Dealer Ops

Increase Traffic, Sales And Satisfaction With CRC

Why is it that some dealers are winning the volume game, while others are sitting on the sidelines? Some dealers use their Customer Relationship Center (CRC) to sell an extra 100 to 700 cars a month. Are you among them? If so, congratulations. If not, read on to learn what you can do to become one.

Successful dealers do not dwell on factors beyond their control. Instead, they are always seeking new ways to grow and improve their business. Dealers who fail to grow find themselves wasting time and energy on issues they can do little about. These can include:
  • Increasing competition
  • Rising costs of traditional advertising
  • Slow economy – local or national
  • Seasonal market conditions
  • “Nothing fresh and new” from the manufacturer
  • Increasing costs of doing business

While there is no doubt that these factors (and more) make it tough to succeed in the auto industry today, the most successful dealers find ways to turn challenges into opportunities to find, sell and keep more customers profitably. The top eCRM dealers in the nation are among our clients and have agreed to share some of the keys to tapping into their current customer base to increase sales and volume. For example, they are using the service lane and their CRC to gain a competitive edge, despite today’s challenges.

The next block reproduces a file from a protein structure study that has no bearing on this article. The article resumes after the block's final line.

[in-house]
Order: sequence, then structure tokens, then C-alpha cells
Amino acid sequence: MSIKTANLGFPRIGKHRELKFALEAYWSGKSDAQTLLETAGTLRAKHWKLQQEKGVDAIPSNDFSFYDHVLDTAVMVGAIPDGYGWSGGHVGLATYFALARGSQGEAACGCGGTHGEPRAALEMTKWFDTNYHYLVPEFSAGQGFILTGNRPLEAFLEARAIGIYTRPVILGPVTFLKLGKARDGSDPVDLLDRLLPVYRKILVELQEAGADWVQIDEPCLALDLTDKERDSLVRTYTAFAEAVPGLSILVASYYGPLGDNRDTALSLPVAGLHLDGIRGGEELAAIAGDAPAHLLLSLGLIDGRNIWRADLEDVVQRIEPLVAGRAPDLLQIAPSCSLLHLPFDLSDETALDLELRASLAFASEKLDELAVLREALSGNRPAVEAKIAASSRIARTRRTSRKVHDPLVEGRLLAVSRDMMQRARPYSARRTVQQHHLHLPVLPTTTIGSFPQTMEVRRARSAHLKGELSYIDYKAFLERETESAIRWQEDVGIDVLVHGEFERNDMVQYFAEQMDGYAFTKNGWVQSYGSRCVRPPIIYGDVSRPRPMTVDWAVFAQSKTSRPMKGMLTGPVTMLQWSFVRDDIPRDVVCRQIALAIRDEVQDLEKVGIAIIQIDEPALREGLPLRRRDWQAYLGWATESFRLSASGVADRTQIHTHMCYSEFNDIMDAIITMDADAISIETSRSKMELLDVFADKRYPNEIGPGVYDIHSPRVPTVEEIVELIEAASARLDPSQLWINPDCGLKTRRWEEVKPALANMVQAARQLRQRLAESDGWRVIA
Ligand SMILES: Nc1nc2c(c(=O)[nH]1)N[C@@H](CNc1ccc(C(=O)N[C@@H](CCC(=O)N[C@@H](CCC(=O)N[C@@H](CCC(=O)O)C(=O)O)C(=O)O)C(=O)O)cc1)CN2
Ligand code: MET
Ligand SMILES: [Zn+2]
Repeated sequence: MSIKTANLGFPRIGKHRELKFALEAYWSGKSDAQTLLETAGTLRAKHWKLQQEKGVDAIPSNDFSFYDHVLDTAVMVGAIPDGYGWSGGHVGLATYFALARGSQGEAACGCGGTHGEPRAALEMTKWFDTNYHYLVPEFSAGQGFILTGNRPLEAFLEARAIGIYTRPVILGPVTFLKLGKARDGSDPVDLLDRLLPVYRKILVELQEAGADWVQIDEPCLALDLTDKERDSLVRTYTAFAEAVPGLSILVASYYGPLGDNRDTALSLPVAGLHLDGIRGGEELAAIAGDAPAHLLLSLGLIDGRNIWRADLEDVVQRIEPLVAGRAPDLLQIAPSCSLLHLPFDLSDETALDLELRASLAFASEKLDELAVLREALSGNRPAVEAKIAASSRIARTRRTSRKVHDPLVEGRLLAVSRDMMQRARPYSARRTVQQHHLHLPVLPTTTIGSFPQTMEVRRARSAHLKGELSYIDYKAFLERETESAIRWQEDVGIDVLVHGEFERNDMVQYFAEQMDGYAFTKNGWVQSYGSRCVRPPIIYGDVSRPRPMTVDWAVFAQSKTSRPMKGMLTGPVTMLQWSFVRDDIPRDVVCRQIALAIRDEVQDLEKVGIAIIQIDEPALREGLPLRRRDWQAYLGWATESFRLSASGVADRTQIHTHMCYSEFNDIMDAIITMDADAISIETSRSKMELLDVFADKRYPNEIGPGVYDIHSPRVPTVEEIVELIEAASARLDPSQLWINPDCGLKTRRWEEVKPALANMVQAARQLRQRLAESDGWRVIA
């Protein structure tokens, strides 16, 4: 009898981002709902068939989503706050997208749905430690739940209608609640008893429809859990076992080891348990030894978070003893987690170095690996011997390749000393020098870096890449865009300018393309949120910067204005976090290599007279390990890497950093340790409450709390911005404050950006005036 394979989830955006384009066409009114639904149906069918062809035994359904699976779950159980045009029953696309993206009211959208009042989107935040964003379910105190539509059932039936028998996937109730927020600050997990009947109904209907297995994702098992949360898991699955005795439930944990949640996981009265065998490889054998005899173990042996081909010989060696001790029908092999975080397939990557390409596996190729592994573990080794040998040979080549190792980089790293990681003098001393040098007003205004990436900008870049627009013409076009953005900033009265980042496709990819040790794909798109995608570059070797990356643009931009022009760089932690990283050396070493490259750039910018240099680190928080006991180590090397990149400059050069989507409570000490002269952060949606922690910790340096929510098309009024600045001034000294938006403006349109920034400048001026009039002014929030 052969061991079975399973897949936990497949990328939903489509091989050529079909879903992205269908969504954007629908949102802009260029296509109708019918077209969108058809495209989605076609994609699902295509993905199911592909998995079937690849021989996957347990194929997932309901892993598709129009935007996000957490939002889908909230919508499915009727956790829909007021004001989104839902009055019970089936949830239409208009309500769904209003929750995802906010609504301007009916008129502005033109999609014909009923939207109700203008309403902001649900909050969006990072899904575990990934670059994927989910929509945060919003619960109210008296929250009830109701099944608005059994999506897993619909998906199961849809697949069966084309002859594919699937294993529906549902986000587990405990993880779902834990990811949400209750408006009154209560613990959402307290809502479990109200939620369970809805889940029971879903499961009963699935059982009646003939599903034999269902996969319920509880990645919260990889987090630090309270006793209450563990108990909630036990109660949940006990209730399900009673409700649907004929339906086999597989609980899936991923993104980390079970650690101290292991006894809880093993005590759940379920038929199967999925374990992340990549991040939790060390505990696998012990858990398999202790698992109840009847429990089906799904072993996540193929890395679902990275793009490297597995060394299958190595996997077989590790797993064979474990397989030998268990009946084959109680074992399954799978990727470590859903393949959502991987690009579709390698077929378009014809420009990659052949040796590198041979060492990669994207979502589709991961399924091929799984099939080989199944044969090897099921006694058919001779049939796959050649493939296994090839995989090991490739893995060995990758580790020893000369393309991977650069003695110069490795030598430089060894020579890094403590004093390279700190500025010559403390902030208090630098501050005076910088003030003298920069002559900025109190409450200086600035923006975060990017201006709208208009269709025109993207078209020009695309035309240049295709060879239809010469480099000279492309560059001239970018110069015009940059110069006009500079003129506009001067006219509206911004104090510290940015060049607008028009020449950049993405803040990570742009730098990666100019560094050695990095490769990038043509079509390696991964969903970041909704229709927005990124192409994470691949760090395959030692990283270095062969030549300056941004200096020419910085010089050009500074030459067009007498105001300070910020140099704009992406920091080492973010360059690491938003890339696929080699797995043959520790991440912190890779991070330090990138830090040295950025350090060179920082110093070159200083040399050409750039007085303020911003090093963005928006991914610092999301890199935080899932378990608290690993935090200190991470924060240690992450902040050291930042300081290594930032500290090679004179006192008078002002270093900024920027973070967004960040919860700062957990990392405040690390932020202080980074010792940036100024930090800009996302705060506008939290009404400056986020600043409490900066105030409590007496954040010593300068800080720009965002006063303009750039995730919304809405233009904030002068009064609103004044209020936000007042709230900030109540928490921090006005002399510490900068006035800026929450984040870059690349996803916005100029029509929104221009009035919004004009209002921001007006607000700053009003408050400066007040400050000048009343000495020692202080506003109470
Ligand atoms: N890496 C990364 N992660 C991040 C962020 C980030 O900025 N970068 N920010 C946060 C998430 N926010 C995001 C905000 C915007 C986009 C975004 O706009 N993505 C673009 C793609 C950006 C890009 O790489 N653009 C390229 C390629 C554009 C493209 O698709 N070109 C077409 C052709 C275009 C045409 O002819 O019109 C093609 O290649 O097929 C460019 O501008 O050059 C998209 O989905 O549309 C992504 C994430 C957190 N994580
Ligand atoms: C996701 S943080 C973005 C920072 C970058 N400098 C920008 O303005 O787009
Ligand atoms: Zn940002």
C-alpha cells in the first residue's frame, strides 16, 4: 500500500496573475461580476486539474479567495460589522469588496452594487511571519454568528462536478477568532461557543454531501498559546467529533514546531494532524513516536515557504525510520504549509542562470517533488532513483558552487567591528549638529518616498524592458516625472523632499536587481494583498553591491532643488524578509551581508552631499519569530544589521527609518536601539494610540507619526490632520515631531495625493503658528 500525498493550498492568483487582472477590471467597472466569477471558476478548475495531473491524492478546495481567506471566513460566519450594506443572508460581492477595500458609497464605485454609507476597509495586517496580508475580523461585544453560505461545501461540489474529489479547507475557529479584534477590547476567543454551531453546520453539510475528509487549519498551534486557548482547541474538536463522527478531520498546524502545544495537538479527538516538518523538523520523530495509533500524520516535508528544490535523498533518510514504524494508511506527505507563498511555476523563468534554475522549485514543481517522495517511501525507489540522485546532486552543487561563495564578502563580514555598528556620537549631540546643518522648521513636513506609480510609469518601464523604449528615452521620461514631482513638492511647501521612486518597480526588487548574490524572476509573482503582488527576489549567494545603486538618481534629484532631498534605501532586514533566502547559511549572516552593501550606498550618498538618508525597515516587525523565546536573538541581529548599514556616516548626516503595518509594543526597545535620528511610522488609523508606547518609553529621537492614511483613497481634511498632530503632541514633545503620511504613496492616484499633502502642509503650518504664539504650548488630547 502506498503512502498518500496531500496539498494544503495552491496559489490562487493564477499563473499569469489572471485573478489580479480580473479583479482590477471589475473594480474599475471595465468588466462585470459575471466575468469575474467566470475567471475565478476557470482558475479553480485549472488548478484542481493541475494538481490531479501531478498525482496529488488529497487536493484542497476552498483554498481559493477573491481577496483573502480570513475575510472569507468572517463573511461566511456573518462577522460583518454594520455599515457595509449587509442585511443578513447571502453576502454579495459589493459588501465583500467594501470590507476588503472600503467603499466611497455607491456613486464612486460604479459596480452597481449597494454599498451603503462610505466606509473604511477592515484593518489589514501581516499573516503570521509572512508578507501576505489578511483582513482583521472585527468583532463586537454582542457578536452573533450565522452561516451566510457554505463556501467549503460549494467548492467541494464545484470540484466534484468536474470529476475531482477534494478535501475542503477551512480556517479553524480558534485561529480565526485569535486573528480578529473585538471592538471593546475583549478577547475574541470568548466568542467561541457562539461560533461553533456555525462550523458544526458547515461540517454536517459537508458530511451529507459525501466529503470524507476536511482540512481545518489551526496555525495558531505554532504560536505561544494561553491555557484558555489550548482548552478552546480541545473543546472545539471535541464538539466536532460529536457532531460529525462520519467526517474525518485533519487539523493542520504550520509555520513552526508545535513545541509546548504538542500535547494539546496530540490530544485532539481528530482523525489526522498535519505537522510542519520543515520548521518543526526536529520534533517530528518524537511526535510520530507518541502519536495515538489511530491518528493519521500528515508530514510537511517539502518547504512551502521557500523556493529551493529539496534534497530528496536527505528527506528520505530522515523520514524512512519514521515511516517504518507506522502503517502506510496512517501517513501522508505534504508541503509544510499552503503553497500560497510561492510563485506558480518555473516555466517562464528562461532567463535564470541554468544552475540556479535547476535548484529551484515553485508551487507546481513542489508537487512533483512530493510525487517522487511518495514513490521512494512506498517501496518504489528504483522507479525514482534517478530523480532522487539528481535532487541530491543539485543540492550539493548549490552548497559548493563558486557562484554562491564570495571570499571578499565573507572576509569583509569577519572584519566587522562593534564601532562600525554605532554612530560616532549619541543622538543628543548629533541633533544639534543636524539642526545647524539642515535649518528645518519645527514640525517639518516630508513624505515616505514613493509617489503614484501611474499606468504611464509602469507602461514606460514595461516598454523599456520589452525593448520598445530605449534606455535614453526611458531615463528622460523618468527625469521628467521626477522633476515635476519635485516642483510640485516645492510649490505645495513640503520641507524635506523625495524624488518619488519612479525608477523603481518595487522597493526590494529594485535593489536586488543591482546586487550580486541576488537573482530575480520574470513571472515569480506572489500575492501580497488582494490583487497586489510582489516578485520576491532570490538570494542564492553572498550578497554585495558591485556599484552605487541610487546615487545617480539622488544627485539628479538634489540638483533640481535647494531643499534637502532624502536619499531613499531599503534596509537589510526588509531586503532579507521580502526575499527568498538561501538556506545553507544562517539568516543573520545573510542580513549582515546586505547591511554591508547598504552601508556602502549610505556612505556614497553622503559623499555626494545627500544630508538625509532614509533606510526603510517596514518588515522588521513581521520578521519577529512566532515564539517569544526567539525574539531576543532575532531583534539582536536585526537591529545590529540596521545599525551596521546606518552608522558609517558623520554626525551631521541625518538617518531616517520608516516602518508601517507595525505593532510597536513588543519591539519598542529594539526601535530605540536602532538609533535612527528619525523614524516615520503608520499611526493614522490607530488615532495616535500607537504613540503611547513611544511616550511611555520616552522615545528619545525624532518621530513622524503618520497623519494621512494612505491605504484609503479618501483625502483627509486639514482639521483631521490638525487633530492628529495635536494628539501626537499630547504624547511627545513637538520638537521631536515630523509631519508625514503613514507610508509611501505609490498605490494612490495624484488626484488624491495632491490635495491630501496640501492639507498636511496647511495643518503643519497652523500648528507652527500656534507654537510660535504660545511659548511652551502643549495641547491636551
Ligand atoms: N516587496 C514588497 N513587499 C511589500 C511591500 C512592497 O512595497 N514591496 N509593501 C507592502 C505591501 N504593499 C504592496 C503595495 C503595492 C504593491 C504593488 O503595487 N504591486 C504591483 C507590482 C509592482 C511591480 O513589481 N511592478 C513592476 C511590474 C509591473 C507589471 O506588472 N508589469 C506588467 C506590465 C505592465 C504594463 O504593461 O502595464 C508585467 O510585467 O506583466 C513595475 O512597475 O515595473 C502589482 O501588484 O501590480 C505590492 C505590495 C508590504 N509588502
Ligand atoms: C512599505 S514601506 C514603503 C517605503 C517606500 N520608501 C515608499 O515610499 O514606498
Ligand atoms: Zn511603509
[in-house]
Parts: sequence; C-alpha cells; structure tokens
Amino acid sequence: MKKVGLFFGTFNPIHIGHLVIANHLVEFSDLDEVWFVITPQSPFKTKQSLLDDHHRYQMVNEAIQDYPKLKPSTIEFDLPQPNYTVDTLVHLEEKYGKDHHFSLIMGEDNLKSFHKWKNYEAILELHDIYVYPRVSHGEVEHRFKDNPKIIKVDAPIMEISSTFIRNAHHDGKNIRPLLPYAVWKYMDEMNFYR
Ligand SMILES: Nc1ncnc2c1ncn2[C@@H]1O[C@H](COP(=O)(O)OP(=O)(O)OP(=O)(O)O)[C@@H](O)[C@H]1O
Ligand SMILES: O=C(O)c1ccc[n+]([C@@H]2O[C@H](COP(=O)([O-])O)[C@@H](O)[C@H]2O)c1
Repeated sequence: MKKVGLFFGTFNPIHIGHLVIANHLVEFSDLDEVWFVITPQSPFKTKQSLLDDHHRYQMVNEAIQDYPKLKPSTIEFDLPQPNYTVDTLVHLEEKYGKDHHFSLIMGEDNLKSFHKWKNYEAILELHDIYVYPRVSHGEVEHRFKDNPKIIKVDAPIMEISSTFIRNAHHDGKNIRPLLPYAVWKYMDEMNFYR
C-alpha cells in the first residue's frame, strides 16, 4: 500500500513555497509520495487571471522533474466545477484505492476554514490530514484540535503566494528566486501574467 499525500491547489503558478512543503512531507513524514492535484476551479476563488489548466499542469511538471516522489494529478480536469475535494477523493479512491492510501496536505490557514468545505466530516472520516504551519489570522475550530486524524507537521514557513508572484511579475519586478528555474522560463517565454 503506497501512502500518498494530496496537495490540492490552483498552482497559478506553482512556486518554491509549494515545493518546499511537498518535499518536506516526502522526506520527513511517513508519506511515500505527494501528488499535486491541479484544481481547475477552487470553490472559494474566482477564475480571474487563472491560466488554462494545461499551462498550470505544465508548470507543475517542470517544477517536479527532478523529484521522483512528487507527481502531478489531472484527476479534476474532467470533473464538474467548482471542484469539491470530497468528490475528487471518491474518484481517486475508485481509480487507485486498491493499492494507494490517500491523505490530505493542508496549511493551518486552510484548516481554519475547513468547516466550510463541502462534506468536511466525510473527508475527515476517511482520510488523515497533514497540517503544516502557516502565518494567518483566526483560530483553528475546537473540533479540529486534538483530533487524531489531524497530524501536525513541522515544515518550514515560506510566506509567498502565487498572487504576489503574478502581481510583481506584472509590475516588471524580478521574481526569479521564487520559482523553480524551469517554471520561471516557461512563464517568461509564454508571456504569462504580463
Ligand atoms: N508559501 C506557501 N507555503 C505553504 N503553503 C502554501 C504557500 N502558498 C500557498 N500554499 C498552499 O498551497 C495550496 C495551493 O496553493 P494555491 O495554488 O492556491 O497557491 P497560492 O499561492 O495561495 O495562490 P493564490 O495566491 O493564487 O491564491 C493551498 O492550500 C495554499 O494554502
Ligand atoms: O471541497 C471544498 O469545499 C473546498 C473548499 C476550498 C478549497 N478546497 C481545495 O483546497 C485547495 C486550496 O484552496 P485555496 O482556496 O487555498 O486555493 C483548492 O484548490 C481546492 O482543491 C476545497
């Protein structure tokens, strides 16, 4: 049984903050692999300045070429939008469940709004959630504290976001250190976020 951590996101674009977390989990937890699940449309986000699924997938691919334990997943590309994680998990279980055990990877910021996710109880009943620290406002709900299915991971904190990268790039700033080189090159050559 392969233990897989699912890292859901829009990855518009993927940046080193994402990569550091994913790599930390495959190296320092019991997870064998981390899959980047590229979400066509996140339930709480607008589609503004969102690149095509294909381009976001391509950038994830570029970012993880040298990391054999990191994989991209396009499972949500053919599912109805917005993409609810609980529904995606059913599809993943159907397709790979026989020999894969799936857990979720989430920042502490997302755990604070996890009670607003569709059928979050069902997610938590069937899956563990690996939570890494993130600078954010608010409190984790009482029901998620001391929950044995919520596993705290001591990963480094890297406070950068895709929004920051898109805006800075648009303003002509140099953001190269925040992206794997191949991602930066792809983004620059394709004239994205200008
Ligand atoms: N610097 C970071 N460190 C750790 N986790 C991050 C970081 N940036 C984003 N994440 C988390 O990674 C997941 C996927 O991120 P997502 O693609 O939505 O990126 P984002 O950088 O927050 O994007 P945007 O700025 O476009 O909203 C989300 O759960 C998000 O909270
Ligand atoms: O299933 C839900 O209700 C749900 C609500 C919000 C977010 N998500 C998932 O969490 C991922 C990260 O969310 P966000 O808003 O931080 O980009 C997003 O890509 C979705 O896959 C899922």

Courtesy Chevrolet boasts the largest single point CRC in the nation. They sold 384 extra cars in one month through their CRC, which pushed their dealership into the number two spot for volume in the United States. Scott Gruwell, sales manager, Courtesy Chevrolet explains, “Our CRC creates more traffic than anything else we do, and the closing ratios are much higher.”

Paragon Honda and Acura share similar success. They sold 214 extra cars in one month out of their CRC to grab the title of Honda’s number one eDealer. Brian Benstock, vice president, explains why they set it up, “We were embarrassed when we mystery shopped our dealership over the web and the phone, so Paul Singer and I decided we needed to do something. By establishing a team of people who are fully dedicated to handling all inbound and outbound calls and Internet leads, we are able to better manage and measure our success. Today our CRC is our primary source of business.” Paragon is spending less money on advertising and in their first year of operation, they sold 198 percent more than they did over the previous year!”